Join Green Communities Canada for an exciting webinar series on Indigenous and non-Indigenous partnerships working together for a better environment. Eight speakers from four projects across Ontario will explore the challenges and successes of their partnerships in a four-part webinar series beginning 7 February.
- 7 February: Sacred Water Circle (Speakers- Dorothy Taylor and Cathy Mitchell
- 21 February: Antler River Guardians from the 4 Directions (Speakers- Mary Alikakos and Tara Tchir)
- 7 March 7: Credit Valley Indigenous Experience Plan (Speakers- Susan Robertson and Caroline King)
- 21 March: Climate Adaptation Planning within the Chippewas of Georgina island First Nation Reserve (Speakers- Kerry-Ann Charles and Jackie Richard)
More information, and register here.
Water knowledge and practice for Indigenous youth
Youth for Water bridges traditional Indigenous knowledge and culture with science and environmental issues. Youth aged 18-25 learn about water issues and get hands-on experience in delivering community water protection projects.
Youth for Water is a shared project with the Sacred Water Circle.
During the pilot year Youth for Water completed three community projects in Curve Lake First Nation, Hiawatha First Nation, and Whitefish River First Nation.
Youth for Water hosted a week-long conference in November 2017 with 20 Indigenous youth from all over Ontario. Participants learned how to design and carry out water projects in their home communities.
Youth for Water participants have attended many speaking engagements to promote water and environmental protection. They have shared their stories and information about the program to encourage other youth to become more involved in their communities.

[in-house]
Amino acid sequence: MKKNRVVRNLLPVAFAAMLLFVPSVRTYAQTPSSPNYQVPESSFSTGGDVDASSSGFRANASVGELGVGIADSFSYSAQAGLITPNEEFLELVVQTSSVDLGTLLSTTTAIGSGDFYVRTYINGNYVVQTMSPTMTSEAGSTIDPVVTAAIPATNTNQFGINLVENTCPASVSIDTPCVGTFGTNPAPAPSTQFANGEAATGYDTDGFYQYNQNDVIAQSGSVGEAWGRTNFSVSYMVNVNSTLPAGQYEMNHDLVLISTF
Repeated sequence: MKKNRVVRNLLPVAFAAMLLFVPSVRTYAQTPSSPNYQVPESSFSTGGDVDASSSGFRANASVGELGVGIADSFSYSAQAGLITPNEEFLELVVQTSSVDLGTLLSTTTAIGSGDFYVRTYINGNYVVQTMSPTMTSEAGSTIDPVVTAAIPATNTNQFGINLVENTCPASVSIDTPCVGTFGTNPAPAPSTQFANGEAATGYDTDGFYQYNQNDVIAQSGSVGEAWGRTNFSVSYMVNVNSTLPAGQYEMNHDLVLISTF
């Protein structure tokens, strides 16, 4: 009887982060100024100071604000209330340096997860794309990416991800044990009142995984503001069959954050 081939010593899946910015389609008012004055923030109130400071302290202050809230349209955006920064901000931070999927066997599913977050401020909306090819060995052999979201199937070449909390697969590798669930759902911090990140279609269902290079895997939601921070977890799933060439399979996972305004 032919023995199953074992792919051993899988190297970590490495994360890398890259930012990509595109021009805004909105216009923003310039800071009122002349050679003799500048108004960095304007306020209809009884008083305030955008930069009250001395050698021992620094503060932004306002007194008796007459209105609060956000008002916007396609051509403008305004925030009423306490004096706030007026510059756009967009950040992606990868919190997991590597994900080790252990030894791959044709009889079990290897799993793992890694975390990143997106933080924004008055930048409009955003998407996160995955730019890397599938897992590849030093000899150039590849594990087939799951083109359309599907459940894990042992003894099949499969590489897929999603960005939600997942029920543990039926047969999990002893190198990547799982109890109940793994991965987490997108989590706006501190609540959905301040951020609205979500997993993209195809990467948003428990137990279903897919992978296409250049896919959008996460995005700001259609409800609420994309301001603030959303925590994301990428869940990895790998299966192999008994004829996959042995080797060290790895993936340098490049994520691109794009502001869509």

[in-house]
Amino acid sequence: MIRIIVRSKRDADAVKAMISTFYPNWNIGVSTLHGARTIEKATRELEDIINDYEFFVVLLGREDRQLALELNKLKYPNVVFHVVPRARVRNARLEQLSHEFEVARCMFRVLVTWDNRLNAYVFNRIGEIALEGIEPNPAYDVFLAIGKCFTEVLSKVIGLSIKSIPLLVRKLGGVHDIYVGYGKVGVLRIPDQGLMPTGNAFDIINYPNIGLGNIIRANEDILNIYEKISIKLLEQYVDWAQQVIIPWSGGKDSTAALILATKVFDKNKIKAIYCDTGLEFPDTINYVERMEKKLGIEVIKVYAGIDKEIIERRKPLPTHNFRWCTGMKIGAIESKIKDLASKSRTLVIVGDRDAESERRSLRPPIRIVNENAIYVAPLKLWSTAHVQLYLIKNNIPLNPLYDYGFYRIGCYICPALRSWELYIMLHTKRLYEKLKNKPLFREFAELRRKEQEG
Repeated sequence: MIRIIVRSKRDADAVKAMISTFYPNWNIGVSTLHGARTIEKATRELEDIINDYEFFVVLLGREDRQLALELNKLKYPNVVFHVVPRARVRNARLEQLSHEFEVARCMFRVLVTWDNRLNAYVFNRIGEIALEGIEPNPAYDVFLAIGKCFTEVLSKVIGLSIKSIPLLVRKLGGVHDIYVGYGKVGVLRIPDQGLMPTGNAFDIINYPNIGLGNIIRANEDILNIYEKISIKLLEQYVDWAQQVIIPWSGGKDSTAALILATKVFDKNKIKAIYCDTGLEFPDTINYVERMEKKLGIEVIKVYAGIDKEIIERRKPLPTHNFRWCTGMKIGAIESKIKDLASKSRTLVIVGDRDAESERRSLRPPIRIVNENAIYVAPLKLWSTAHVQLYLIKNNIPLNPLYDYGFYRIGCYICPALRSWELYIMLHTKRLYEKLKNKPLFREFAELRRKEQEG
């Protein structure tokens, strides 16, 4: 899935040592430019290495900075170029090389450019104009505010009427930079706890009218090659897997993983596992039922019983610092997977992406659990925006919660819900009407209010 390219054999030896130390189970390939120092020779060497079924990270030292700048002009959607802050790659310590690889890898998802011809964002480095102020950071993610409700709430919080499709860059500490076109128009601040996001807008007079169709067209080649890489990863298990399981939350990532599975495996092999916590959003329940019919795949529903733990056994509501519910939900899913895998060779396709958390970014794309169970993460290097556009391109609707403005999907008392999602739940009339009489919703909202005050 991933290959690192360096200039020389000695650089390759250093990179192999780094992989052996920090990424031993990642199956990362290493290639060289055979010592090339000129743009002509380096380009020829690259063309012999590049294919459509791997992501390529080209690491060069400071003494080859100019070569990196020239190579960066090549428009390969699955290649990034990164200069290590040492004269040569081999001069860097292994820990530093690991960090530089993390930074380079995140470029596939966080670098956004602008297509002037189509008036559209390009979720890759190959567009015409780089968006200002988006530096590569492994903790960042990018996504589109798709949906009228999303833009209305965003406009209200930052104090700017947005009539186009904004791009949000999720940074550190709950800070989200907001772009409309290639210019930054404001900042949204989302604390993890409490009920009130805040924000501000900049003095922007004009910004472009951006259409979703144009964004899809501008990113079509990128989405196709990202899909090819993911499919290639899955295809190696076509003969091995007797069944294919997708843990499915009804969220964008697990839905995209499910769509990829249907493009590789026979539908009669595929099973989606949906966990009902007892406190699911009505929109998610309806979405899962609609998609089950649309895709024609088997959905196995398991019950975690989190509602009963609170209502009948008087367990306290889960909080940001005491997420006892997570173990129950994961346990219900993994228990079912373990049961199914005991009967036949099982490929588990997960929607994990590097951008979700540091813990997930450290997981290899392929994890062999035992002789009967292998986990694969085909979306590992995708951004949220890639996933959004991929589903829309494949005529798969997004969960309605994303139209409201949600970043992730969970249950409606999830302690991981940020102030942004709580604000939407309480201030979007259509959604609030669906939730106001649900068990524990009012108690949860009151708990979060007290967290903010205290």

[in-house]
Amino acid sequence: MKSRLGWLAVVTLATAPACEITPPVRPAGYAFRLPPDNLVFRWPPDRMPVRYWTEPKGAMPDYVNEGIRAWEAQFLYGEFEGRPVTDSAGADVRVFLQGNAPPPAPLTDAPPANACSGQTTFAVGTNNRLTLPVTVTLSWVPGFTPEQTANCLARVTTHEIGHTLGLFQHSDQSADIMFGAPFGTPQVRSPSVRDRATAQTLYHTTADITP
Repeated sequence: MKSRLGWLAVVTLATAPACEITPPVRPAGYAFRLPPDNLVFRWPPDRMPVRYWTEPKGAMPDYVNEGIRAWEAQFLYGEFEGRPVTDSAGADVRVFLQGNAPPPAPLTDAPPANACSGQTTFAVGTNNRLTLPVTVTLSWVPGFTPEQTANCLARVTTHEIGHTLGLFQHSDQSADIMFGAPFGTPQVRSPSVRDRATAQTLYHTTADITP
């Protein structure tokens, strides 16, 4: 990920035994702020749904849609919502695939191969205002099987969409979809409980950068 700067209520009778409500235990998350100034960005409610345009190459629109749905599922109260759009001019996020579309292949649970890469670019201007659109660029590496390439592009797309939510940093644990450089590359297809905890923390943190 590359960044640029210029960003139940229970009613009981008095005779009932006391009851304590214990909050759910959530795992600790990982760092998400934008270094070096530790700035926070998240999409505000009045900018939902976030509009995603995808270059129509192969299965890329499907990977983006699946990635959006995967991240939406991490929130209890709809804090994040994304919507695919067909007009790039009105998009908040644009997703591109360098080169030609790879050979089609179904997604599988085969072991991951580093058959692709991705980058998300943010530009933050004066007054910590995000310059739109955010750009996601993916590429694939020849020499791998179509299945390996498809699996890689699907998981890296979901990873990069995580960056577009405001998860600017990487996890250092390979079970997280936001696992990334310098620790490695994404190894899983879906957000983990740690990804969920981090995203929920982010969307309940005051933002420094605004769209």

Presentations included a Council of Canadians event featuring Maude Barlow, the Unitarian Fellowship, Trent Community Movements Conference, and the Elders and Youth Gathering in Ottawa.
“It’s great to see so many youth are interested in being water leaders,” says Alix Taylor, Green Communities Canada, Programs Manager.
Well Aware: Safe drinking water for private wells
In the wake of the Walkerton tragedy in Spring 2001, Green Communities developed Well Aware to address the knowledge gap about well stewardship practices among Ontario households, a third of whom rely on individual private wells for their drinking water.
The Ontario government provided over $3M funding over the next decade for a program that included:
- information materials – the Well Aware booklet (including a First Nations version), factsheets, prompts, website, newsletter
- guided self assessments – voluntary, confidential site visits by trained Water Guide designed to coach well owner in pollution prevention and well maintenance and upgrade issues
- community forums – presentations by expert panelists with opportunities for well owners to get their questions answered
- information provider workshops – workshops with frontline “information providers” to well owners (e.g., realtors, well drillers, municipal staff), to ensure common messaging and accurate information
- outreach – tables, small group presentations, etc.